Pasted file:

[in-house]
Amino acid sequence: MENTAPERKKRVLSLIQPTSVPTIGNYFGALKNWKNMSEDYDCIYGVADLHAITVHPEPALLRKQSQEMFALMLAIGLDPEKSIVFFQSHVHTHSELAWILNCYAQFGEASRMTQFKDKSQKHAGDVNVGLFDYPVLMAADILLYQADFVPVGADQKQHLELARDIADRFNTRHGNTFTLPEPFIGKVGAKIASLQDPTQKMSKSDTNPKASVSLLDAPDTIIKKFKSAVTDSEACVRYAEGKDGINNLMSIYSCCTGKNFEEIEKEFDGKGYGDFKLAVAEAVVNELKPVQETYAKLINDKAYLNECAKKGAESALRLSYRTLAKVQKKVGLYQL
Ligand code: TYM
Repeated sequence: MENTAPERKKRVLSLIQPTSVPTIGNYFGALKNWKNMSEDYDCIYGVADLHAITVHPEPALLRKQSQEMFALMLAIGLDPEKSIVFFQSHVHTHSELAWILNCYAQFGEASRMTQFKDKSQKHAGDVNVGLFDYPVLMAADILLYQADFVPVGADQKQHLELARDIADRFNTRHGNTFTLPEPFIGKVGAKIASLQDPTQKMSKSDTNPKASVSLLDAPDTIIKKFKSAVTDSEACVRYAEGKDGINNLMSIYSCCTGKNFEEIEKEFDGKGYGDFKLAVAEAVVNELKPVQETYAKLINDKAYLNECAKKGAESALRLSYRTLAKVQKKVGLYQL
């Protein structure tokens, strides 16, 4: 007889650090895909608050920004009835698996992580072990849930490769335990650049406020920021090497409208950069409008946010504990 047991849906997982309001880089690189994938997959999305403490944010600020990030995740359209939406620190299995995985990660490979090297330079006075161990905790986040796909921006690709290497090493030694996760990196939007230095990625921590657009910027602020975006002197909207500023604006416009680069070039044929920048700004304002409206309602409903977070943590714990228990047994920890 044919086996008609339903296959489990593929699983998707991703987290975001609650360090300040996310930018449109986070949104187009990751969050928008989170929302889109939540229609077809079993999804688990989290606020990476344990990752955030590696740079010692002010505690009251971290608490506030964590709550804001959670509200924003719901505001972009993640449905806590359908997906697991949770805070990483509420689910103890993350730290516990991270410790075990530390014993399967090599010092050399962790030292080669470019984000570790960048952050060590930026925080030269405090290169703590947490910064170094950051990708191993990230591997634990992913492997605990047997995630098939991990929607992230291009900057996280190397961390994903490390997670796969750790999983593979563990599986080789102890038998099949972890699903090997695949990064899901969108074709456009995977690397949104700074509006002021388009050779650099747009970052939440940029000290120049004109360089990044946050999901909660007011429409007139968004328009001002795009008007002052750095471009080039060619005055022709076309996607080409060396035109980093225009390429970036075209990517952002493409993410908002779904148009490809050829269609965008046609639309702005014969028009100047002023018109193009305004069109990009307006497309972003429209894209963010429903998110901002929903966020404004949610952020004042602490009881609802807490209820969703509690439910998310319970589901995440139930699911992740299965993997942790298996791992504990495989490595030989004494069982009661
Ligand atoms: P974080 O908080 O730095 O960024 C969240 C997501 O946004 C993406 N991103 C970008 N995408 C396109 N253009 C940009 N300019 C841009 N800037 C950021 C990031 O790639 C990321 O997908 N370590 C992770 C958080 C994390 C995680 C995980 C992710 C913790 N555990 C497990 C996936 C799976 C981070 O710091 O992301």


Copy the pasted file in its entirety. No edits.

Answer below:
[in-house]
Amino acid sequence: MENTAPERKKRVLSLIQPTSVPTIGNYFGALKNWKNMSEDYDCIYGVADLHAITVHPEPALLRKQSQEMFALMLAIGLDPEKSIVFFQSHVHTHSELAWILNCYAQFGEASRMTQFKDKSQKHAGDVNVGLFDYPVLMAADILLYQADFVPVGADQKQHLELARDIADRFNTRHGNTFTLPEPFIGKVGAKIASLQDPTQKMSKSDTNPKASVSLLDAPDTIIKKFKSAVTDSEACVRYAEGKDGINNLMSIYSCCTGKNFEEIEKEFDGKGYGDFKLAVAEAVVNELKPVQETYAKLINDKAYLNECAKKGAESALRLSYRTLAKVQKKVGLYQL
Ligand code: TYM
Repeated sequence: MENTAPERKKRVLSLIQPTSVPTIGNYFGALKNWKNMSEDYDCIYGVADLHAITVHPEPALLRKQSQEMFALMLAIGLDPEKSIVFFQSHVHTHSELAWILNCYAQFGEASRMTQFKDKSQKHAGDVNVGLFDYPVLMAADILLYQADFVPVGADQKQHLELARDIADRFNTRHGNTFTLPEPFIGKVGAKIASLQDPTQKMSKSDTNPKASVSLLDAPDTIIKKFKSAVTDSEACVRYAEGKDGINNLMSIYSCCTGKNFEEIEKEFDGKGYGDFKLAVAEAVVNELKPVQETYAKLINDKAYLNECAKKGAESALRLSYRTLAKVQKKVGLYQL
């Protein structure tokens, strides 16, 4: 007889650090895909608050920004009835698996992580072990849930490769335990650049406020920021090497409208950069409008946010504990 047991849906997982309001880089690189994938997959999305403490944010600020990030995740359209939406620190299995995985990660490979090297330079006075161990905790986040796909921006690709290497090493030694996760990196939007230095990625921590657009910027602020975006002197909207500023604006416009680069070039044929920048700004304002409206309602409903977070943590714990228990047994920890 044919086996008609339903296959489990593929699983998707991703987290975001609650360090300040996310930018449109986070949104187009990751969050928008989170929302889109939540229609077809079993999804688990989290606020990476344990990752955030590696740079010692002010505690009251971290608490506030964590709550804001959670509200924003719901505001972009993640449905806590359908997906697991949770805070990483509420689910103890993350730290516990991270410790075990530390014993399967090599010092050399962790030292080669470019984000570790960048952050060590930026925080030269405090290169703590947490910064170094950051990708191993990230591997634990992913492997605990047997995630098939991990929607992230291009900057996280190397961390994903490390997670796969750790999983593979563990599986080789102890038998099949972890699903090997695949990064899901969108074709456009995977690397949104700074509006002021388009050779650099747009970052939440940029000290120049004109360089990044946050999901909660007011429409007139968004328009001002795009008007002052750095471009080039060619005055022709076309996607080409060396035109980093225009390429970036075209990517952002493409993410908002779904148009490809050829269609965008046609639309702005014969028009100047002023018109193009305004069109990009307006497309972003429209894209963010429903998110901002929903966020404004949610952020004042602490009881609802807490209820969703509690439910998310319970589901995440139930699911992740299965993997942790298996791992504990495989490595030989004494069982009661
Ligand atoms: P974080 O908080 O730095 O960024 C969240 C997501 O946004 C993406 N991103 C970008 N995408 C396109 N253009 C940009 N300019 C841009 N800037 C950021 C990031 O790639 C990321 O997908 N370590 C992770 C958080 C994390 C995680 C995980 C992710 C913790 N555990 C497990 C996936 C799976 C981070 O710091 O992301």